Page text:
• Friends of Loch Etive
  • Friends of the Sound of Jura
  • Loch Visions
  • North and West District Salmon Fishery Board
  • Open Seas
  • Orkney Trout Fishing Association
  • Save Seil Sound
  • Scottish Creel Fishermen’s Federation (SCFF)
  • Scottish Salmon Think-Tank
  • Sea Change Wester Ross
  • Sealife Adventures
  • Skye Communities for Natural Heritage
  • South Skye Seas Initiative
  • Tay Ghillies Association

The shopper’s choice

However, the Scottish Salmon Producers’ Organisation (SSPO), which represents all of Scotland’s salmon farmers, pointed out that changes had been made since the Parliamentary inquiry reports  and that there was no scientific evidence to support the S&TCS’s claims that farming harmed wild fish.

SSPO strategic engagement director Hamish Macdonell said: “Scottish salmon farming has a great environmental story to tell. It remains the UK shopper’s fish of choice, in supermarkets and in fishmongers, because it is a healthy, tasty, responsibly sourced product.

Raft of measures

“It is unsurprising that these pressure groups, having failed to get what they wanted during an exhaustive parliamentary process which found ‘a lack of definitive scientific evidence’ of any link between salmon farming and wild fish numbers, are leading this latest initiative.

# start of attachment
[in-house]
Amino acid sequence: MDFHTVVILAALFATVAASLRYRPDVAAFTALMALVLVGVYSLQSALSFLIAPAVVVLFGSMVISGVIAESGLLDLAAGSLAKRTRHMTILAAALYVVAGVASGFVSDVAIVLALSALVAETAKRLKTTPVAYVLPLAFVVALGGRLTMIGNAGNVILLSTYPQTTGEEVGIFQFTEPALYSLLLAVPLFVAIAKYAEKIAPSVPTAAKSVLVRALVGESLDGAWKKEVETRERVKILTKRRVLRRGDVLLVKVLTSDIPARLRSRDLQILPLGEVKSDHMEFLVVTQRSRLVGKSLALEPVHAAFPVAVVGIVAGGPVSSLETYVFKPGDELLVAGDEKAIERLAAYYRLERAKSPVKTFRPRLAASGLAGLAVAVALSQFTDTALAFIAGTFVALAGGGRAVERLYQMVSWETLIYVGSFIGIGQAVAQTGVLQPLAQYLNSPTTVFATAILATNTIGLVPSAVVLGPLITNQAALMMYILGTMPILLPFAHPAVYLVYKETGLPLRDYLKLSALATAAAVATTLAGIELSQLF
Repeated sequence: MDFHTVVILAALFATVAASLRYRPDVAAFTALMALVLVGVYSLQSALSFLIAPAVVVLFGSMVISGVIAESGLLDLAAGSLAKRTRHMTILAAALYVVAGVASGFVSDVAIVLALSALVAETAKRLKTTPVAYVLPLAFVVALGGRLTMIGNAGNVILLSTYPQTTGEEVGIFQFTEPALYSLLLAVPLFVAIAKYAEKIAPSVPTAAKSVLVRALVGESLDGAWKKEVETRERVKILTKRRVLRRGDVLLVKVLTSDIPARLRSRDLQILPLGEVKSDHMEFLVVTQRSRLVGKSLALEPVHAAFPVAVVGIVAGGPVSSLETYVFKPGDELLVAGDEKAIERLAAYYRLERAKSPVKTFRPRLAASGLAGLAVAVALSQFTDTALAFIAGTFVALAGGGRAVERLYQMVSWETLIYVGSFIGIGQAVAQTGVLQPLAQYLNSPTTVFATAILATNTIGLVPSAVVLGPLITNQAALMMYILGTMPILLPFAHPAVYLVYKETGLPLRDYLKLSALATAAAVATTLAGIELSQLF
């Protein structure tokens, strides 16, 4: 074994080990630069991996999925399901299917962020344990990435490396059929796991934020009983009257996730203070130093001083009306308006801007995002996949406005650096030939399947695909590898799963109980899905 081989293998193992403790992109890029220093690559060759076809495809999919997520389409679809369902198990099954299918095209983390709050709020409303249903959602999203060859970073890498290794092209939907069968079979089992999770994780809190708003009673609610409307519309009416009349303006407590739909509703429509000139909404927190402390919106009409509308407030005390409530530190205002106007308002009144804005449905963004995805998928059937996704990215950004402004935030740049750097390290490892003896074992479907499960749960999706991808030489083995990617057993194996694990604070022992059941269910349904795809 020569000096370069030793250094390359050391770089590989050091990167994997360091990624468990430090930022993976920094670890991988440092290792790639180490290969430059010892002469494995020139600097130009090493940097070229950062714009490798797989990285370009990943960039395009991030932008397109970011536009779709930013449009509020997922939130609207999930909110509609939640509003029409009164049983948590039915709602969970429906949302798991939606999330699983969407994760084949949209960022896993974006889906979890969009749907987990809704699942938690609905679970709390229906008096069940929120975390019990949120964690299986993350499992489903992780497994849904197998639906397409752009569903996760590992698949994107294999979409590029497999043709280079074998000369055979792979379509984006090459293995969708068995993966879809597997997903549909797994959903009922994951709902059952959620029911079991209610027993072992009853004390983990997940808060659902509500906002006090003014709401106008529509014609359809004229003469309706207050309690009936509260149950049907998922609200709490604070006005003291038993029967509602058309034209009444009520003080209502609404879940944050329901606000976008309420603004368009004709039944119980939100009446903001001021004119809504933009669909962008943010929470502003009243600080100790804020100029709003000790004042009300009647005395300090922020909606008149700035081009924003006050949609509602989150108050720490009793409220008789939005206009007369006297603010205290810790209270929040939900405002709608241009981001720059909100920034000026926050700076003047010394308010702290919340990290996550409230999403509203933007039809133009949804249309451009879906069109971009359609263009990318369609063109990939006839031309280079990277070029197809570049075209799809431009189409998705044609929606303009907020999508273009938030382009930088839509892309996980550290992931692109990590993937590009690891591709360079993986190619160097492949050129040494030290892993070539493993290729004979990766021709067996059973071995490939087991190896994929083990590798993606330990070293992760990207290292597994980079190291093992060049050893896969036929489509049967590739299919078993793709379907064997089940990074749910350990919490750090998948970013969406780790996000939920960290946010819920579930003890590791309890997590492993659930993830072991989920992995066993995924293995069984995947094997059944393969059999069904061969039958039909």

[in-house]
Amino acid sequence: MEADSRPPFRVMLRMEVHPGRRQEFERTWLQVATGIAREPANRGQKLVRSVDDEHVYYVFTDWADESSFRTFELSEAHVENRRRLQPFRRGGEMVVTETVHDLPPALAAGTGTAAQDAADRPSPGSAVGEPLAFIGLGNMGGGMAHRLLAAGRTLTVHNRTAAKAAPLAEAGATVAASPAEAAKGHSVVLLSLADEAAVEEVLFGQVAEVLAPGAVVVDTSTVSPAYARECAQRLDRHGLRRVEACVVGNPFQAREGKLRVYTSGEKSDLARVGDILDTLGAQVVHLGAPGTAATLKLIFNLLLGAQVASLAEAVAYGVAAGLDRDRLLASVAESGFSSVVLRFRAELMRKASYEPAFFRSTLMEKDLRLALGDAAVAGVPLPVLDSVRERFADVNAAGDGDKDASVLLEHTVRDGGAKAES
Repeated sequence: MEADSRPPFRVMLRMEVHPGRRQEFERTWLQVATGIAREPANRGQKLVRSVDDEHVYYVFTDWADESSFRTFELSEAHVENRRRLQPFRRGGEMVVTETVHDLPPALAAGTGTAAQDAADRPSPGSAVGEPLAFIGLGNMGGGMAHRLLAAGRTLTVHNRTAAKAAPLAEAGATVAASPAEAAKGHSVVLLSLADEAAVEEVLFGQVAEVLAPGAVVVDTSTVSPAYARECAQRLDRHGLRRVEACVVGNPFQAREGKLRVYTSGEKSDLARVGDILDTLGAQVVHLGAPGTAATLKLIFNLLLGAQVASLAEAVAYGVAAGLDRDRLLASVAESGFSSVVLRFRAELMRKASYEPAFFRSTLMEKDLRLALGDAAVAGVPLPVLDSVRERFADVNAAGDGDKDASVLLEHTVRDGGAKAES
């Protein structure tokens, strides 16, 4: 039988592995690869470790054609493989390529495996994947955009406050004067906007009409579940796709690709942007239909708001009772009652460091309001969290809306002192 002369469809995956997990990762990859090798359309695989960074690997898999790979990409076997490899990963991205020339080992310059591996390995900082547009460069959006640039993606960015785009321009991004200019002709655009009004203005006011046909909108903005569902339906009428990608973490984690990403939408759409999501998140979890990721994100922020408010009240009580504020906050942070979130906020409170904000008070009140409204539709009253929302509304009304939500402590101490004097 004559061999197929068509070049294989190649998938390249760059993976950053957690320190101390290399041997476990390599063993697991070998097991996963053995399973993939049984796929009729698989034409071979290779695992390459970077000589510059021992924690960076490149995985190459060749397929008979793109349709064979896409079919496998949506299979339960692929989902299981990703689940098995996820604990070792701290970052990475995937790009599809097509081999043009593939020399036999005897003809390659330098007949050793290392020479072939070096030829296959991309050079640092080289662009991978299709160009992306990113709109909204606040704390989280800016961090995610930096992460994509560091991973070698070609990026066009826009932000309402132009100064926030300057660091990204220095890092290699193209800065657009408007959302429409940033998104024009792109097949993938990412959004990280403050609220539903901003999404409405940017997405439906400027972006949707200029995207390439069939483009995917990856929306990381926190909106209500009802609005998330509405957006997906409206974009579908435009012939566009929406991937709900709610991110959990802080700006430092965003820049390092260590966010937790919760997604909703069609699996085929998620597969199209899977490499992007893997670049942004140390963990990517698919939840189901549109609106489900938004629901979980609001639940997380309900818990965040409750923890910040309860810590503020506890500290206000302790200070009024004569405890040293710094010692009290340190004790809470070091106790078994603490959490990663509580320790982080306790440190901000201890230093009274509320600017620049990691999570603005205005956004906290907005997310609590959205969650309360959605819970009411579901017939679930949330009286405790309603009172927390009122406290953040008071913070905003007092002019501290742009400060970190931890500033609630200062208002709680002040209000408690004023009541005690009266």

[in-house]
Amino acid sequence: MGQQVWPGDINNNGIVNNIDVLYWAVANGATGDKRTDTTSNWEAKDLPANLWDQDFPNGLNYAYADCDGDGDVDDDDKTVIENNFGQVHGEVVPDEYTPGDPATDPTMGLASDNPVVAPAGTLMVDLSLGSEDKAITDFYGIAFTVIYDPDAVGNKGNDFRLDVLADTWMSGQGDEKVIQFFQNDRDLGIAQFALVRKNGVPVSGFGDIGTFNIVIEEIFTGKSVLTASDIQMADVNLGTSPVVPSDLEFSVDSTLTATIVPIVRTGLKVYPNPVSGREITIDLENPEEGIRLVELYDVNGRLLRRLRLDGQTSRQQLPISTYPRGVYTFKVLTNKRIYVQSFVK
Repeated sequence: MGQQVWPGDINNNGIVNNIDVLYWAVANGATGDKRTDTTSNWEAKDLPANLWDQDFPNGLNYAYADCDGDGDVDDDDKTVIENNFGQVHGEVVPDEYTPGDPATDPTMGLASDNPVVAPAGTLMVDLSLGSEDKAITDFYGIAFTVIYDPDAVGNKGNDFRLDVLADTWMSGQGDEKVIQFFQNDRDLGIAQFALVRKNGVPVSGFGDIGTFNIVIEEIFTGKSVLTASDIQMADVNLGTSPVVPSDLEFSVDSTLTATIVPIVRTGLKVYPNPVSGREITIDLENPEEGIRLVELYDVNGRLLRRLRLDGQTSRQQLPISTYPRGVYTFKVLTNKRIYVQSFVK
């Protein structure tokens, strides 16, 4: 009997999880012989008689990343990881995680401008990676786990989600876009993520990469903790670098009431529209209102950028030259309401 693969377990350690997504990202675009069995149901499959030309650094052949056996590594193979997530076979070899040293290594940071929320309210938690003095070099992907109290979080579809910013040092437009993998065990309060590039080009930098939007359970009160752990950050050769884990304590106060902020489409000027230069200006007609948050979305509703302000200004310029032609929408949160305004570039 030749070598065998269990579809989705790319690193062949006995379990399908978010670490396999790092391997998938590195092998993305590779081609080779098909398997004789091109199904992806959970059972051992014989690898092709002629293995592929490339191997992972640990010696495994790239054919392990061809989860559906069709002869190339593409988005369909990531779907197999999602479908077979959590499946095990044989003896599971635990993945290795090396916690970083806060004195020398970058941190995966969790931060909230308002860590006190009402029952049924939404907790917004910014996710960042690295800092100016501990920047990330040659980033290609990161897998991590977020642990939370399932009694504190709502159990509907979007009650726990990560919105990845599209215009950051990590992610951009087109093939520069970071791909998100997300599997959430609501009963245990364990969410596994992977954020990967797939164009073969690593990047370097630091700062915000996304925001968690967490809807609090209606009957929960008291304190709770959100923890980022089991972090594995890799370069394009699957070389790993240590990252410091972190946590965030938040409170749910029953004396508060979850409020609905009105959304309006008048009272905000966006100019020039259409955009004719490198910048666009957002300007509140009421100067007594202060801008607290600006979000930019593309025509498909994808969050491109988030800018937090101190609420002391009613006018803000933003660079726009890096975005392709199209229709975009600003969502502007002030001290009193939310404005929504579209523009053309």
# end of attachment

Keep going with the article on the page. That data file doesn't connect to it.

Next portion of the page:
“Scotland’s farmed salmon sector has adopted a whole raft of new measures in the year since the RECC report came out, proactively publishing more data than ever before, more quickly than ever before. Fish health and welfare has never been a higher priority with sea lice levels at their lowest levels for six years, and medicine use significantly reduced.

“We are confident in the ability of our sector to continue to enjoy the trust of consumers, not just in the UK but all over the world, for many years to come.”

Taking action

A Scottish Government spokesperson said: “The decline in the numbers of wild salmon returning to Scottish rivers is of great concern and we are taking action to safeguard the future of this iconic Scottish species.

“While the downturn in salmon numbers is evident across the whole North Atlantic region, we continue to work collaboratively with key partners, including Fisheries Management Scotland, to address the identified 12 high level pressures affecting wild salmon in Scotland, including developing a Wild Salmon Strategy in 2020.

“We set up the Salmon Interactions Working Group, with involvement from the farmed and wild salmon sectors, with the aim of moving forward the dialogue on these often contentious issues. We have also established a Farmed Fish Health Framework with the aim of improving farmed fish health.

“The Scottish Government has also introduced a number of conservation measures, including new regulations in 2016, to restrict the taking and killing of wild salmon.”

A PDF of the SSPO’s list of what has changed since the RECC report can be seen here.

More detail on the S&TCS complaints can be found here.